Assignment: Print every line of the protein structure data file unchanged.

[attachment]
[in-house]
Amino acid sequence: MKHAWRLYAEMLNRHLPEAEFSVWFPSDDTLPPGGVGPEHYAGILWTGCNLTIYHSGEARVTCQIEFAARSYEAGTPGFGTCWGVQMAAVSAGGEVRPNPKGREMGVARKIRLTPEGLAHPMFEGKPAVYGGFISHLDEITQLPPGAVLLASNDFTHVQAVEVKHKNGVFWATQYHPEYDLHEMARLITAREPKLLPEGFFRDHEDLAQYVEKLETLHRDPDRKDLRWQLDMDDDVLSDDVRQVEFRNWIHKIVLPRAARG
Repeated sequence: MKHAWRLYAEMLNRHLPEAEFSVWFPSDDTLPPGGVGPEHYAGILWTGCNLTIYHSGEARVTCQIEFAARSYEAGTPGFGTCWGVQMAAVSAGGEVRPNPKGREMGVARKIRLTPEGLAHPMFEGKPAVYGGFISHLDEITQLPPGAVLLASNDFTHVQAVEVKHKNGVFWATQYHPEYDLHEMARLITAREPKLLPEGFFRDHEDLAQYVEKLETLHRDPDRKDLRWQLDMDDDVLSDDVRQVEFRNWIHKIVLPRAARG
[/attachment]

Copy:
[in-house]
Amino acid sequence: MKHAWRLYAEMLNRHLPEAEFSVWFPSDDTLPPGGVGPEHYAGILWTGCNLTIYHSGEARVTCQIEFAARSYEAGTPGFGTCWGVQMAAVSAGGEVRPNPKGREMGVARKIRLTPEGLAHPMFEGKPAVYGGFISHLDEITQLPPGAVLLASNDFTHVQAVEVKHKNGVFWATQYHPEYDLHEMARLITAREPKLLPEGFFRDHEDLAQYVEKLETLHRDPDRKDLRWQLDMDDDVLSDDVRQVEFRNWIHKIVLPRAARG
Repeated sequence: MKHAWRLYAEMLNRHLPEAEFSVWFPSDDTLPPGGVGPEHYAGILWTGCNLTIYHSGEARVTCQIEFAARSYEAGTPGFGTCWGVQMAAVSAGGEVRPNPKGREMGVARKIRLTPEGLAHPMFEGKPAVYGGFISHLDEITQLPPGAVLLASNDFTHVQAVEVKHKNGVFWATQYHPEYDLHEMARLITAREPKLLPEGFFRDHEDLAQYVEKLETLHRDPDRKDLRWQLDMDDDVLSDDVRQVEFRNWIHKIVLPRAARG